China Investment Corporation (CIC) and Italian officials have held meetings in the last month, the report said.
CIC is wholly owned by the Chinese government and has an estimated $400bn (£250bn) in assets.
The report comes at a time when the cost of borrowing for the Italian government has reached record highs.
"When you introduce a large buyer like China, it brings down the interest rate," Mark Young of Fitch Ratings told the BBC.
"They can then fund their economic growth more easily," he added.Strategic stakes?
The FT reported that Lou Jiwei, the chairman of China Investment Corporation, had met Italian finance minister Giulio Tremonti and other officials in Rome last week.
It added that Italian officials had visited Beijing the week before, and negotiations had also taken place in August.
As well as buying bonds, the FT said the talks also covered investments in "strategic" Italian companies.
According to the newspaper, Italian officials said further negotiations were expected to take place soon.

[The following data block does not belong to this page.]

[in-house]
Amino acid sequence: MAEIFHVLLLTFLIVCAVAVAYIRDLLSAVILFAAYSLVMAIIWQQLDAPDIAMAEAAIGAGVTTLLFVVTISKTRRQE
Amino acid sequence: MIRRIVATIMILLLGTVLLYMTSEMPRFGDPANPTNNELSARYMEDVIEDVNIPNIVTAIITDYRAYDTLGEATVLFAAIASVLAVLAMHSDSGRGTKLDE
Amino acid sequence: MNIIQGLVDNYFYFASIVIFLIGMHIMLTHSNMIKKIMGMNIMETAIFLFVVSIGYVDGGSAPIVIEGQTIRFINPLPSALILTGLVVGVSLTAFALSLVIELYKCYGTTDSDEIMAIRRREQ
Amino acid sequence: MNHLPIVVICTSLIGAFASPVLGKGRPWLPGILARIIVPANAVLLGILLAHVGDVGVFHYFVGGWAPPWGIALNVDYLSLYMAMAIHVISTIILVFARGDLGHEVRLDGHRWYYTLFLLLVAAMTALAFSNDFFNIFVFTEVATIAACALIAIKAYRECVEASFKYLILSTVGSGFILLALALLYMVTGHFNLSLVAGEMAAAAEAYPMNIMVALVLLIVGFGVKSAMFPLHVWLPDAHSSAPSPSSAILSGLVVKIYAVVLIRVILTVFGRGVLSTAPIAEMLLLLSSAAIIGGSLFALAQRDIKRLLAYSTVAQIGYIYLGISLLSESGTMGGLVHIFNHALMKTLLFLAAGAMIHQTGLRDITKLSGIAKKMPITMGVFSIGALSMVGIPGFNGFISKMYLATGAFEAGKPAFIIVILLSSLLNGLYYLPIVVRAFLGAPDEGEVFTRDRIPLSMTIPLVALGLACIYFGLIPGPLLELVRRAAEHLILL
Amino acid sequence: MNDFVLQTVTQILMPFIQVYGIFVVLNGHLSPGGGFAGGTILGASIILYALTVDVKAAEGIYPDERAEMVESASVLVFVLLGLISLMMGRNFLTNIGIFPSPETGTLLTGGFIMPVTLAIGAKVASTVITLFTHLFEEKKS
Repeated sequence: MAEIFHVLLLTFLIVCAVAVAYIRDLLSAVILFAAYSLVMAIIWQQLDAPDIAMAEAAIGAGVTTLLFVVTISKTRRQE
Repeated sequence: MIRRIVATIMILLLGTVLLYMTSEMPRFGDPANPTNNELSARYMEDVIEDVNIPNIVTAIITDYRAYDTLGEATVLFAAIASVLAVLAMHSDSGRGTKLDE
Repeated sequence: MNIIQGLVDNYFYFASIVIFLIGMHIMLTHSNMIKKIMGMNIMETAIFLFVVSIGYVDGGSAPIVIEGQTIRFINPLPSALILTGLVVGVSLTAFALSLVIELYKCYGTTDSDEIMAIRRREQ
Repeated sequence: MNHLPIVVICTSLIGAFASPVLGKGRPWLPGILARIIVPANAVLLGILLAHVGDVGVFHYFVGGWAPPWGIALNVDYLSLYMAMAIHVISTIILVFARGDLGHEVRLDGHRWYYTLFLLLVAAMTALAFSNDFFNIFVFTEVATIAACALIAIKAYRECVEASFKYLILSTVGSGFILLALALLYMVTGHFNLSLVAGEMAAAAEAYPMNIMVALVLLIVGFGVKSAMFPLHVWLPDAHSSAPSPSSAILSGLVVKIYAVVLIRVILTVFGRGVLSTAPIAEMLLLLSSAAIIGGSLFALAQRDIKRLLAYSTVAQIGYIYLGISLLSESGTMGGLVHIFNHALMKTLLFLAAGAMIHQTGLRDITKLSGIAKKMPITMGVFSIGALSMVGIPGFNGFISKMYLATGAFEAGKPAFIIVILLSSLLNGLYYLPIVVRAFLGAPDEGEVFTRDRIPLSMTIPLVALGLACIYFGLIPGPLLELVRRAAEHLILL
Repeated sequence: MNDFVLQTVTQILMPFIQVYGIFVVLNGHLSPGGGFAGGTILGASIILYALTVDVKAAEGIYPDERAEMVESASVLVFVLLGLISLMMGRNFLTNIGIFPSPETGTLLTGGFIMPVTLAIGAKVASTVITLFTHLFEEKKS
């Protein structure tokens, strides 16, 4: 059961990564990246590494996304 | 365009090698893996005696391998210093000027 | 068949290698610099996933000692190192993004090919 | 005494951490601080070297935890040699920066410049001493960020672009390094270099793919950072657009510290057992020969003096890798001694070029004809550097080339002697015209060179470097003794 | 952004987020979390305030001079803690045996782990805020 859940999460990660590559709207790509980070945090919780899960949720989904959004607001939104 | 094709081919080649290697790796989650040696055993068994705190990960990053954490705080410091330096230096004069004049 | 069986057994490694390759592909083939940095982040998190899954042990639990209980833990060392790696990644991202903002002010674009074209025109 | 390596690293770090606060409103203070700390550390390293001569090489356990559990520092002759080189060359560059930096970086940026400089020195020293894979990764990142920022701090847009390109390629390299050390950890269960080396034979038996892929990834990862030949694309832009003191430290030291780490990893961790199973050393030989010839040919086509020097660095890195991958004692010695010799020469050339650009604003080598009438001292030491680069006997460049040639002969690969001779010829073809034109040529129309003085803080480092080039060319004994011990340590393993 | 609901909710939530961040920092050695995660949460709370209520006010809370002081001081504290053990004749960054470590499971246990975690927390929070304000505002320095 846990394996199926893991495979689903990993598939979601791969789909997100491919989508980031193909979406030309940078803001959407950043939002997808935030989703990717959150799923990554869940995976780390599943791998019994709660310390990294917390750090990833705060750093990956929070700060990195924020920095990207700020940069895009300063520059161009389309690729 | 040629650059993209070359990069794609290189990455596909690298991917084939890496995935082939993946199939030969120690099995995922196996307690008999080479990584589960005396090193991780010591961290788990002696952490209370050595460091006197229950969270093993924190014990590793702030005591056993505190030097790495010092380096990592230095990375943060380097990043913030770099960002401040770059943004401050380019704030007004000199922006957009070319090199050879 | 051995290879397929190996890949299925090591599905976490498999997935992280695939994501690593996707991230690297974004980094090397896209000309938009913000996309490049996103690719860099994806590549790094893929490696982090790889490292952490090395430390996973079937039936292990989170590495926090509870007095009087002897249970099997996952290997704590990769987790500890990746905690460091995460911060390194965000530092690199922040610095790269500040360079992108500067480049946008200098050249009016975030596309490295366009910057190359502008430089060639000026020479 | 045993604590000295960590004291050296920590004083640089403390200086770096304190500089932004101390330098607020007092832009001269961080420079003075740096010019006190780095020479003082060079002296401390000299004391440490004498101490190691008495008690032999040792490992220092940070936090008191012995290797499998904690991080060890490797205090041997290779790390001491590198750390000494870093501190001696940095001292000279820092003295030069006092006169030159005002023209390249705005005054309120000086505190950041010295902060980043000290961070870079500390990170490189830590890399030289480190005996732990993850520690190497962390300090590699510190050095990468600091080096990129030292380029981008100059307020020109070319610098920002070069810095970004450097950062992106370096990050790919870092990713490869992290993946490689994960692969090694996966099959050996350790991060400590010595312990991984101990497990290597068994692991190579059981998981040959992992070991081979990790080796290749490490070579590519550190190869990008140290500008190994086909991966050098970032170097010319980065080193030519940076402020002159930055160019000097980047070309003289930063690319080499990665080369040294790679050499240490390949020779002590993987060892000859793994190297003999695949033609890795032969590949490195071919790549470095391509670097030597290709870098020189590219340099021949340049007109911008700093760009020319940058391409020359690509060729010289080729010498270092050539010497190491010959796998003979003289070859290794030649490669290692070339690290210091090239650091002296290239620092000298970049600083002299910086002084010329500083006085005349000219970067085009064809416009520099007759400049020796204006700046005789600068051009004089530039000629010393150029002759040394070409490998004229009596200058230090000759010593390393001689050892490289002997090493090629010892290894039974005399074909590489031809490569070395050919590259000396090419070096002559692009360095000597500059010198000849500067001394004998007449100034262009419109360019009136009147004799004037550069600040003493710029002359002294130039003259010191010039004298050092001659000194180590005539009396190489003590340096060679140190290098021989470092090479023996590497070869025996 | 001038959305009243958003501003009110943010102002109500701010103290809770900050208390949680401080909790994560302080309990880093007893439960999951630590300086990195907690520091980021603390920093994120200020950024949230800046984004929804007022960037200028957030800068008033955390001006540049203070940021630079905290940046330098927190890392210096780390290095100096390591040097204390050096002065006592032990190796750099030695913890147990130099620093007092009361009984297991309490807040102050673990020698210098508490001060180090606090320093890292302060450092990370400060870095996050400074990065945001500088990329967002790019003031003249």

The report caused US stocks to rebound in late afternoon trading on Monday, cutting their earlier losses.
However, on Tuesday Asian markets had a mixed opening because many analysts questioned whether a purchase of Italian assets by China would do anything to resolve Europe's debt problems.
They said there was still a danger the crisis would spread, not least because Greece was still at risk of defaulting on its debt holdings.
"Europe is not just lurching from one crisis to another. It is lurching into a new one before the previous one is solved," said Makoto Noji of SMBC Nikko Securities.Creditor vs debtor
Italy has a national debt of 120% of gross domestic product (GDP) and accounts for 23% of all eurozone sovereign debt.
According to the International Monetary Fund, it will need to raise funds equalling as much as 20% of its GDP in 2012 to refinance its debt.
On the other hand, China has been sitting on huge piles of cash, with foreign exchange reserves in excess of $3tn.
Analysts said given its deep pockets, it wasn't a surprise that countries were seeking China's help.
"It is a natural consequence of creditor and debtor nations, one supporting the other," Fitch ratings' Mr Young said.